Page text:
The Waterford Jail Disaster occurred early morning on 4 March 1943 when the wall of the old city jail at Ballybricken in Waterford, Ireland, collapsed, sending 120 tons of turf onto a row of nearby houses, killing nine people and injuring seventeen.
The old Waterford Jail had been built in 1727 alongside the military barracks in the city. The building was rebuilt in 1861 and continued to be used as a prison until 1939 at the beginning of the Emergency, as World War II was officially known in neutral Ireland. The following year the building was taken over by the Irish army and used as a meeting place and storage depot for the Local Defence Forces, a wartime reserve force.
On the night of the wall collapse, there had been heavy rain and a weak wall filled with water became porous at its foundations from disuse. At approximately 12:45am on the morning of 4 March, the sixty-foot high wall gave way and collapsed onto the houses of King’s Terrace and part of Barker Street, killing and injuring some of the occupants as they slept. A section of more than a hundred feet of wall fell, in total demolishing four houses and damaging a further three. It is further believed that additional pressure had been placed on the old jail wall by rain-sodden turf which was being stored in the premises by the army for heating purposes due to the shortage of imported coal.
Crowds assisted local emergency services in removing the heavy rubble, but there was nothing they could do. Nine bodies were pulled from the jail ruins, including a number of children, the youngest being 2 years old. Those who lost their lives in the Jail Wall tragedy were: James Roche (age 60), Thomas Roche (age 20), Maureen Roche (age 20), James Seamus Roche (age 6), James Barrett (age 11), Kitty Barrett (age 9), Joseph Upton (age 60), Patrick Upton (age 15) and Betty Steward (age 2). Residents of surviving houses on King’s Terrace were evacuated after the disaster and catered for over a 3 week period by the Red Cross at St Joseph’s Boys Club on the Yellow Road.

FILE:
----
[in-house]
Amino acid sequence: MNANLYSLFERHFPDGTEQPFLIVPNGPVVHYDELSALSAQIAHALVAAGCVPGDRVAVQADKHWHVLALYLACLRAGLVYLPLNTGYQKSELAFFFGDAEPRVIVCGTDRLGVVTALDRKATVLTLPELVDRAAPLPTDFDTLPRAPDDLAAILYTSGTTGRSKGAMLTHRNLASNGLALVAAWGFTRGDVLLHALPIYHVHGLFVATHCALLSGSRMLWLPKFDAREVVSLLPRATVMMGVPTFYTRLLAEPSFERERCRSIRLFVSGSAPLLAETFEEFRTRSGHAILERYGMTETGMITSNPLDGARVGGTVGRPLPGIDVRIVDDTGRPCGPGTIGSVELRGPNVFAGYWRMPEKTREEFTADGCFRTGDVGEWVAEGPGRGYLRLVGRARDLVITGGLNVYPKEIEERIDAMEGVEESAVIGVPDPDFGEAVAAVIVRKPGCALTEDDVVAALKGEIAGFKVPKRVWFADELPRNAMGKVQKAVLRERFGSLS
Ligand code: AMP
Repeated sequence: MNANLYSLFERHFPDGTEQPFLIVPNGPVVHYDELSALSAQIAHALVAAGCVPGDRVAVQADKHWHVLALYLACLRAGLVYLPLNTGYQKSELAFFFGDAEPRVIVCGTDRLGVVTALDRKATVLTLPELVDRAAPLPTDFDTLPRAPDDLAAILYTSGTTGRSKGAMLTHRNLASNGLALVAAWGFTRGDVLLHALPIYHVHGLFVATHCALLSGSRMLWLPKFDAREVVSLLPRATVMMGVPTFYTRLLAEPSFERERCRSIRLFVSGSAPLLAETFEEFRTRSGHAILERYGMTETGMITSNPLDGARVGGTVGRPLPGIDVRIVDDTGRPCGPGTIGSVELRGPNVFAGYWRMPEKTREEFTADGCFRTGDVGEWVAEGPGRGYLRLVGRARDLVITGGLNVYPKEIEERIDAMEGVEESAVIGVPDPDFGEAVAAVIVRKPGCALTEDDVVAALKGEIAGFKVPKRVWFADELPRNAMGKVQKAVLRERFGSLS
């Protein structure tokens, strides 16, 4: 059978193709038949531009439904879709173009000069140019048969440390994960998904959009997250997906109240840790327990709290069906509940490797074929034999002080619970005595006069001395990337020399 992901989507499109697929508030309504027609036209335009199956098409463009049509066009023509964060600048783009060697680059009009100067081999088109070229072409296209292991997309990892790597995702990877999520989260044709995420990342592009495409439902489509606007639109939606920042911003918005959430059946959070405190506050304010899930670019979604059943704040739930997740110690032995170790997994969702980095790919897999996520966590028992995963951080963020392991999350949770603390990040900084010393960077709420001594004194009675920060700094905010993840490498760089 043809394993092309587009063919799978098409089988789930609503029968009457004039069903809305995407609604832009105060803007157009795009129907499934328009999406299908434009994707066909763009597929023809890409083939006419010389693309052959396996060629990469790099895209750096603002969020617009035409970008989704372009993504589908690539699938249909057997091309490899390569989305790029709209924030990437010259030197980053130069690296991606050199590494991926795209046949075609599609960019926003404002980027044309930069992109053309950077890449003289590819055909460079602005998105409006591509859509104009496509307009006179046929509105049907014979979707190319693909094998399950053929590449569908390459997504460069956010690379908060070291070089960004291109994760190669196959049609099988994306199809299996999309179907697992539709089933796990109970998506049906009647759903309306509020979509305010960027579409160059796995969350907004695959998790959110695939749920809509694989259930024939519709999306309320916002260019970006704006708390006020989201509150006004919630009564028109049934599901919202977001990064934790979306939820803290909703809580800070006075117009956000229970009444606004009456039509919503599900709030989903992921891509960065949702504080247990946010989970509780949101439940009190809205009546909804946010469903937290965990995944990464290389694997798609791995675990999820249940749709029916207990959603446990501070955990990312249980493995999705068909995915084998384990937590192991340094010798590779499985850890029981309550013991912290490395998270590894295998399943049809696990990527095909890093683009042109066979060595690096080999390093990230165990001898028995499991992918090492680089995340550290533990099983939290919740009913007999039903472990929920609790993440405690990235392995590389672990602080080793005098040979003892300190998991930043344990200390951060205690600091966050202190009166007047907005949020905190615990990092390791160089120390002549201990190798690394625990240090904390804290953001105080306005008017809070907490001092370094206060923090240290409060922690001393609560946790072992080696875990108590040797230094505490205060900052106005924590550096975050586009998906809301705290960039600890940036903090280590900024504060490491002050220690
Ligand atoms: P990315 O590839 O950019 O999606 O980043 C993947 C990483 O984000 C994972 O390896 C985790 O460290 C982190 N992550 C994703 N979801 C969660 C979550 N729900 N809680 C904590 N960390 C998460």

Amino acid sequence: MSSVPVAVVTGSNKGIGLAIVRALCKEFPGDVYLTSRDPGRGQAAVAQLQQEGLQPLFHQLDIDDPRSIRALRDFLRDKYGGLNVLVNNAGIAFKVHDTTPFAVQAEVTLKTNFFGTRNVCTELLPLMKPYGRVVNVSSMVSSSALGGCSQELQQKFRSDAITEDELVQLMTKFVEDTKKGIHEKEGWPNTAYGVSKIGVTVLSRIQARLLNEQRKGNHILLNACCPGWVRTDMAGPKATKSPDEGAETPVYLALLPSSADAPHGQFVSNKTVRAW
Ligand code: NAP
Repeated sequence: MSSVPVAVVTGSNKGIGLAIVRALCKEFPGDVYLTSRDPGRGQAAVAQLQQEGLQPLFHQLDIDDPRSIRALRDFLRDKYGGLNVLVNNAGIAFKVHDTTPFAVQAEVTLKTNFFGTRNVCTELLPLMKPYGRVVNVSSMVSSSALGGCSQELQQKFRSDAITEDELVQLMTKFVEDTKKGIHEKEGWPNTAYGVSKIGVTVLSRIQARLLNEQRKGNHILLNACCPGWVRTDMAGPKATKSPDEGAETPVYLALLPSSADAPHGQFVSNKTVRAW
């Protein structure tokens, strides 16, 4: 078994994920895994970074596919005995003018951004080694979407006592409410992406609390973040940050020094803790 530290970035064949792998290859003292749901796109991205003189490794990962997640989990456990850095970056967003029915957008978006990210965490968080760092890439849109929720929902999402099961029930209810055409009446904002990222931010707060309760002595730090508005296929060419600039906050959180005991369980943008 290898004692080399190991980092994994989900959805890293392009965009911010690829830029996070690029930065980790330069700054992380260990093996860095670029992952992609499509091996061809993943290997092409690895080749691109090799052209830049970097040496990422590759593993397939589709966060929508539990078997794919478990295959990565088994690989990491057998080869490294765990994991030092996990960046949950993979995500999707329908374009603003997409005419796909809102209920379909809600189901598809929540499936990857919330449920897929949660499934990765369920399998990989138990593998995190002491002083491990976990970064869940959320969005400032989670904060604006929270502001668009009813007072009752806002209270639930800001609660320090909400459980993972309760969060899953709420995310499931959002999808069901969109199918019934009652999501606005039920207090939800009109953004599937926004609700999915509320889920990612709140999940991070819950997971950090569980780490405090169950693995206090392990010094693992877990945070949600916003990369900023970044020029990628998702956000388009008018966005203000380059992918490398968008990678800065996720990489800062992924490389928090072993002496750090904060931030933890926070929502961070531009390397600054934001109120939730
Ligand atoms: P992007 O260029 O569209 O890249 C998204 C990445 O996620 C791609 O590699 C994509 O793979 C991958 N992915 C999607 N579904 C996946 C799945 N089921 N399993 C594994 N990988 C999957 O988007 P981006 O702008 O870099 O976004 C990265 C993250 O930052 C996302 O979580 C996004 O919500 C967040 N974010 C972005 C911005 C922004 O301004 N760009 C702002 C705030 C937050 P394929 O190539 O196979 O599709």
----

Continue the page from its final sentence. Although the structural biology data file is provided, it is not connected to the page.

The subsequent funerals were among the largest ever seen in Waterford City. Many hundreds attended the funerals over the following days as the city descended into a period of mourning with shops closing and blinds being drawn. Huge crowds of mourners lined the streets as bands played the Dead March in Saul by Handel. The jail was eventually demolished in 1949.
Over 60 years later, a special memorial has been unveiled by Waterford City Council. Designed by Co Wexford artist Declan Breen, who was also responsible for the sculpture and water feature at the main entrance to Waterford Regional Hospital, the memorial is sited near the Bull Post on the green area of Ballybricken. The installation on a platform features a bronze plaque with the names of the nine victims laid horizontally on the raised ground with a large bronze ivy leaf also fixed to the ground.